By Lucas W Hixson

After spending more than a year offline, the only chemical separation facility operating in the United States is restarting spent fuel dissolution work.

At the L Area Complex in the Savannah River Site (SRS), high and low enriched spent nuclear fuel is stored in underwater storage facilities called disassembly basins. In 1998, Savannah River opted to consolidate all of its spent fuel storage in the L Basin facility.

The L Basin facility has concrete walls, is 17 to 50 feet deep, and holds approximately 3.5 million gallons of water which keeps the fuel rods cool and protects workers from radiation.

Spent nuclear fuel has been filling up the L Basin storage facility, which is nearing capacity. This has forced SRS staff to restart spent nuclear fuel processing operations.

SRS Spent Fuel Status 2012

As of 2012, the L Basin facility was storing 3,174 spent nuclear fuel assemblies and had enough room installed for 3,650 assemblies. The facility also held 120 high flux isotope reactor cores which were all it was approved to hold.[i]

SRS L Basin Inventory

Workers at the H Canyon processing facility at the SRS will conduct operations processing up to 1,000 spent nuclear fuel bundles from the Material Test Reactor and 200 offloaded cores of spent fuel from high flux isotope reactors which are currently stored at the site. Fuel from Material Test Reactors can have up to 93% U-235.[ii]

SRS H Canyon

The goal is to employ a chemical process to separate the high-enriched uranium from the spent fuel rods and down blend it with natural uranium to make new fuel rods for commercial nuclear reactors in the United States.

The fission products and plutonium separated from the fuel rods will be transferred to the high level waste system where they eventually will be vitrified into glass at the Defense Waste Processing Facility at Savannah River.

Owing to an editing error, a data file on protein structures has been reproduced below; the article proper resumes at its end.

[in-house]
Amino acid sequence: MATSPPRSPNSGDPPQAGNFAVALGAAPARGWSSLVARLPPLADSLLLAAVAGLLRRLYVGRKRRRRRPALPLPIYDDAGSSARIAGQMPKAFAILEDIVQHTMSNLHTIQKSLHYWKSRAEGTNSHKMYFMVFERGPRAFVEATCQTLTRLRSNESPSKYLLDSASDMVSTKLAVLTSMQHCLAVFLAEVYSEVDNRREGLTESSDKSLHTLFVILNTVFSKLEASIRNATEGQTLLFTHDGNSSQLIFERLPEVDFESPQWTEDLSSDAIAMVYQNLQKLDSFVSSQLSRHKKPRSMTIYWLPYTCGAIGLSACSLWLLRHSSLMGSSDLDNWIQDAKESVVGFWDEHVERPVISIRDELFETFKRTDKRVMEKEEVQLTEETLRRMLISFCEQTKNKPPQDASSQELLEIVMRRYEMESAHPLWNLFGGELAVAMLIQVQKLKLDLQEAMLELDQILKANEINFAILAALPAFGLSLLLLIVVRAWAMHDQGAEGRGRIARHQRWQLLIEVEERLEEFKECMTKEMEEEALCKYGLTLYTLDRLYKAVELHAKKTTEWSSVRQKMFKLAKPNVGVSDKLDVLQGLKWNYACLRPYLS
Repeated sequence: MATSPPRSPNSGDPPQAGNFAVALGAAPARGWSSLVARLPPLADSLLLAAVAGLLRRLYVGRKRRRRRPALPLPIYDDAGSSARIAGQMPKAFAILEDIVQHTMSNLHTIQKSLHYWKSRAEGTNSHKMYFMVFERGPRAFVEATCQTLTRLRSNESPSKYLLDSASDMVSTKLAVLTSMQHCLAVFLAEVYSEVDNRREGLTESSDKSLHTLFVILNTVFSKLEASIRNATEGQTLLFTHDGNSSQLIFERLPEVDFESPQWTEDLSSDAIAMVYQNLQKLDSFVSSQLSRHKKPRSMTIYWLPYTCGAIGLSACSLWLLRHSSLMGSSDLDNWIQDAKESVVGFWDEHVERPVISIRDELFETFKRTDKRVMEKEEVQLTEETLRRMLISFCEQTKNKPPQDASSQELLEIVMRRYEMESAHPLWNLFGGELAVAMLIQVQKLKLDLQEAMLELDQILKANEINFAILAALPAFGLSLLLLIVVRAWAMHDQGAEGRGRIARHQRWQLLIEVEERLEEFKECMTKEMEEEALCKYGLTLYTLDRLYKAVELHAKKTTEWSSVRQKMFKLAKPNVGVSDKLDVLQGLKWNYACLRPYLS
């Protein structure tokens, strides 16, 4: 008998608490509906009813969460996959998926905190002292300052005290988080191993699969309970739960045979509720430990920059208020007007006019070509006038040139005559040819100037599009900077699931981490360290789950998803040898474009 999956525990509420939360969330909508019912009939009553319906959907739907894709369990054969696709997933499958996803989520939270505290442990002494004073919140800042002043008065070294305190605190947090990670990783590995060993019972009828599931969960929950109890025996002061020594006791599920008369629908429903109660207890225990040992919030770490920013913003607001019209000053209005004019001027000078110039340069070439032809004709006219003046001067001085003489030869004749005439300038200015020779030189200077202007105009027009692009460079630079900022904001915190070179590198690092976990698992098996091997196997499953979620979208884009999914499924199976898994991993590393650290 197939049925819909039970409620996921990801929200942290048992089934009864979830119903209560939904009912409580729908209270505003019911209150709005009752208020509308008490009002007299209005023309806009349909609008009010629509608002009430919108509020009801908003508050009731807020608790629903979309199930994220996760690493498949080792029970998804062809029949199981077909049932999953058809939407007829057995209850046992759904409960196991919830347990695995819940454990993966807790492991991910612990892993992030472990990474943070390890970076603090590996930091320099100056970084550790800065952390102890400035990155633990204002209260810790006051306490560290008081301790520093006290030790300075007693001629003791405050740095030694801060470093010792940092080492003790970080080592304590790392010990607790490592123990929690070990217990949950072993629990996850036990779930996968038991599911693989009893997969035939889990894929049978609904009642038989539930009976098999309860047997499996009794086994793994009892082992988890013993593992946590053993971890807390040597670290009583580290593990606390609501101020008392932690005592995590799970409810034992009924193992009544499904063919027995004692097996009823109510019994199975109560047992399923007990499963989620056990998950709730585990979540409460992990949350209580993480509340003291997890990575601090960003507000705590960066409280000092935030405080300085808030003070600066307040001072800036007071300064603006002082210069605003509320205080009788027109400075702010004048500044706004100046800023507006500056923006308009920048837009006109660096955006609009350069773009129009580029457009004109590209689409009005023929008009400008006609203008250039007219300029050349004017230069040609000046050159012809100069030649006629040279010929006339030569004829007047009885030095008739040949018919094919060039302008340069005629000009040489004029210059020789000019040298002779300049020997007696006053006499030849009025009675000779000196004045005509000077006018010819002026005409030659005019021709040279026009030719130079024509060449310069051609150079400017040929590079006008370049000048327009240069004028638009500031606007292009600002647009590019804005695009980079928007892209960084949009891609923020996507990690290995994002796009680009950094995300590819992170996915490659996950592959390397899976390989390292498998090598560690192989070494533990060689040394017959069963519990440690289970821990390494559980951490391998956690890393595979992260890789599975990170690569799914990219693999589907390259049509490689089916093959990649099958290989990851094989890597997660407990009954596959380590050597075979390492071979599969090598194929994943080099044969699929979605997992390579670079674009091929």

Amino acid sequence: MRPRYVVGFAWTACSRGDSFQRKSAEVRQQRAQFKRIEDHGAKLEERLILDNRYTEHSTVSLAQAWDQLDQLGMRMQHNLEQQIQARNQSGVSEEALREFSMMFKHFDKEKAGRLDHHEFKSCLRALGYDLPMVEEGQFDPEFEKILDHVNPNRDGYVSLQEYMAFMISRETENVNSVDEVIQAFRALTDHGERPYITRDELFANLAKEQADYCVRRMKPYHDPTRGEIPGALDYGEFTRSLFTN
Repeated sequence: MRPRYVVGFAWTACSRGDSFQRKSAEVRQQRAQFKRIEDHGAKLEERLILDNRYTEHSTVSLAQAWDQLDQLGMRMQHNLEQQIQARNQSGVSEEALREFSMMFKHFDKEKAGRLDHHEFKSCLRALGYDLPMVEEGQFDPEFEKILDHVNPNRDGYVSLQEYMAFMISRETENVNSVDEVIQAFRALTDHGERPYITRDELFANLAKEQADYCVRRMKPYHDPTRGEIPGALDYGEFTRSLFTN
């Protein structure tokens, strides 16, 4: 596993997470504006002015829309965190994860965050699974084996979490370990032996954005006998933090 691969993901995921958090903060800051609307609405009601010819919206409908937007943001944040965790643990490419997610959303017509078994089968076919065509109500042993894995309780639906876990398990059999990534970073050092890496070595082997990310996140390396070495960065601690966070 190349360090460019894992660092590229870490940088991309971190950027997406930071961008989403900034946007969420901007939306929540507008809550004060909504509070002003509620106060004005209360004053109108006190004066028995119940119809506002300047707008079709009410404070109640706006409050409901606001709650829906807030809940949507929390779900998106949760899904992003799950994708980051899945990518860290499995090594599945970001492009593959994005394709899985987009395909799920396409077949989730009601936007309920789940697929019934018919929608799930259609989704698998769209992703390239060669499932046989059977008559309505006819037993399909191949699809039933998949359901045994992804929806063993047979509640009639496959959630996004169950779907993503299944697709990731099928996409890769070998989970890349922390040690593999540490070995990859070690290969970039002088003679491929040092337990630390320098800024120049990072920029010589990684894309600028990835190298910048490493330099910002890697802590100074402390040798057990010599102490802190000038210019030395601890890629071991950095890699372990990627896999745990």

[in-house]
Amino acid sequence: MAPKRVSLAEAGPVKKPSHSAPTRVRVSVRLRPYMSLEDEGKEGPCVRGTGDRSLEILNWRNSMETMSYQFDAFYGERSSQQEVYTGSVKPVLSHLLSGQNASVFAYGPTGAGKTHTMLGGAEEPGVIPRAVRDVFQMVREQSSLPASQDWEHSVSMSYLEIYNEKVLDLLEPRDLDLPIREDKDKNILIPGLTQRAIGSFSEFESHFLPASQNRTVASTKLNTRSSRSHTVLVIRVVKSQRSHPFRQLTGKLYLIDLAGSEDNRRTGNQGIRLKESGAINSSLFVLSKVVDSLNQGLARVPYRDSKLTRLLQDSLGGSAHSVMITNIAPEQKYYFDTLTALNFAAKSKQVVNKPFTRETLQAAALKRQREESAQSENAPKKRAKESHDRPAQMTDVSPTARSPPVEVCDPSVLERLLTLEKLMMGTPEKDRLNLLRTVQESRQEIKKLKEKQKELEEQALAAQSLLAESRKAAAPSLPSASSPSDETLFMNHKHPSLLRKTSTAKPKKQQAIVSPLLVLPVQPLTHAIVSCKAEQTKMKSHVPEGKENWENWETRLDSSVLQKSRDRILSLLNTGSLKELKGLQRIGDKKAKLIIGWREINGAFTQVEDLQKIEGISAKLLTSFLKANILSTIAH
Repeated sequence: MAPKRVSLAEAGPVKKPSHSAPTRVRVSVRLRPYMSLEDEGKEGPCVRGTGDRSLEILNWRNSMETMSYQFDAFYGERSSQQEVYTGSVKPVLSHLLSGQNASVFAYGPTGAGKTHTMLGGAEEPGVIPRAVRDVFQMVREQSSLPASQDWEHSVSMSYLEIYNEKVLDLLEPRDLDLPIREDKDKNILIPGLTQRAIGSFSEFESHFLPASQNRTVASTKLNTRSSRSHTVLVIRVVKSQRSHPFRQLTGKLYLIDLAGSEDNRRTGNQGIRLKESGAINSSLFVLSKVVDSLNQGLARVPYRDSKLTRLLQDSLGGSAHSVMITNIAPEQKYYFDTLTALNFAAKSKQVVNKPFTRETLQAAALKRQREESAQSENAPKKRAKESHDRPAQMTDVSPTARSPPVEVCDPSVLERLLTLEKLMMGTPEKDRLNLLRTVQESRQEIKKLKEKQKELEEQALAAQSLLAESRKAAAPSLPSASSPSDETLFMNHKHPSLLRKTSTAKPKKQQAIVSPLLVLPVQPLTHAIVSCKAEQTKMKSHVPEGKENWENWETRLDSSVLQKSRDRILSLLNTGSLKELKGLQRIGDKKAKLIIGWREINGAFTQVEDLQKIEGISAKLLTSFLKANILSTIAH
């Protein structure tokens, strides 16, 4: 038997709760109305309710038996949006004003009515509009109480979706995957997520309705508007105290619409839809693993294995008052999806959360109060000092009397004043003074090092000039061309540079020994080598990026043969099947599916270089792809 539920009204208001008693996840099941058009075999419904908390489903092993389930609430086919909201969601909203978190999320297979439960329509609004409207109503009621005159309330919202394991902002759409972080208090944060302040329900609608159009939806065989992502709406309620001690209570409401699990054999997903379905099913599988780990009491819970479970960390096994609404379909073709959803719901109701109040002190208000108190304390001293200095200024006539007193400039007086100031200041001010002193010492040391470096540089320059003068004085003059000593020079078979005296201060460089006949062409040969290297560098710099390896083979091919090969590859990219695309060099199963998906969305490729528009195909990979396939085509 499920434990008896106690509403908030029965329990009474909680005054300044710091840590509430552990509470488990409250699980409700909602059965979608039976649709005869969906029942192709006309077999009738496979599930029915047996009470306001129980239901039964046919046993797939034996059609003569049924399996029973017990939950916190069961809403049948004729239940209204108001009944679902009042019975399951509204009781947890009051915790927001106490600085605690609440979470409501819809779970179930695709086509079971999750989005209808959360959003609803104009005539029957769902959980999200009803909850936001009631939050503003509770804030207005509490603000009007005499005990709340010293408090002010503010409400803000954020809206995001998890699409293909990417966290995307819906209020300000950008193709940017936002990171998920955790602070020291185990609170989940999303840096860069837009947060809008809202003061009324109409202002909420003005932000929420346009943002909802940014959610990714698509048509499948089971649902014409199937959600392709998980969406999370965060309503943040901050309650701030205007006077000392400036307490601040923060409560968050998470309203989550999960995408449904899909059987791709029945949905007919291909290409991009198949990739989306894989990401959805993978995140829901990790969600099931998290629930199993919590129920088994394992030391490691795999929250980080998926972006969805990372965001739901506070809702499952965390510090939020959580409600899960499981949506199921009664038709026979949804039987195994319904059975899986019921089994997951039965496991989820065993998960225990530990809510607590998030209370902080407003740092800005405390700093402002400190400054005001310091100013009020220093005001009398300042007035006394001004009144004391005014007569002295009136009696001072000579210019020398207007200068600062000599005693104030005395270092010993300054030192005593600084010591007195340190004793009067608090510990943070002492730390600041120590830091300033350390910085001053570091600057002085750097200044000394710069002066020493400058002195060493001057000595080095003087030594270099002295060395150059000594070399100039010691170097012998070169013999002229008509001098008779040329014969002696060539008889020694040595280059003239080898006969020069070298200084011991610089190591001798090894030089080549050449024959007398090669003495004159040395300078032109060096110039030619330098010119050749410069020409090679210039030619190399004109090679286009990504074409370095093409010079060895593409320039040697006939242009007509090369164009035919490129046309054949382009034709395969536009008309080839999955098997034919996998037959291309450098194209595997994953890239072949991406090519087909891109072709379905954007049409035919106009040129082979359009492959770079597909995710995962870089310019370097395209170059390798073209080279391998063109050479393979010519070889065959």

During surveillance of the L Basin in 2011, workers discovered mysterious “cobwebs” covering the tops of spent fuel bundles in the spent fuel pool. Samples were taken and analyzed. The analysis showed that the cobwebs were made up of bacteria and microbes.

SRS Cobwebs

Workers tried vacuuming the top of the fuel racks, which had never been done before. Some areas were coated with cobwebs so thick that it took three years for all of them to be removed.[iii]

The Department of Energy still needs to form an official decision on the future of the spent fuel in the L Basin facility, whether to pursue dry storage or continue reprocessing. Analysts from the Savannah River National Laboratory published a study in 2011 which concluded that the spent fuel could be stored at the SRS site for an additional 50 years.

[i] Department of Energy

[ii] Institute of Nuclear Materials Management

[iii] Savannah River Site

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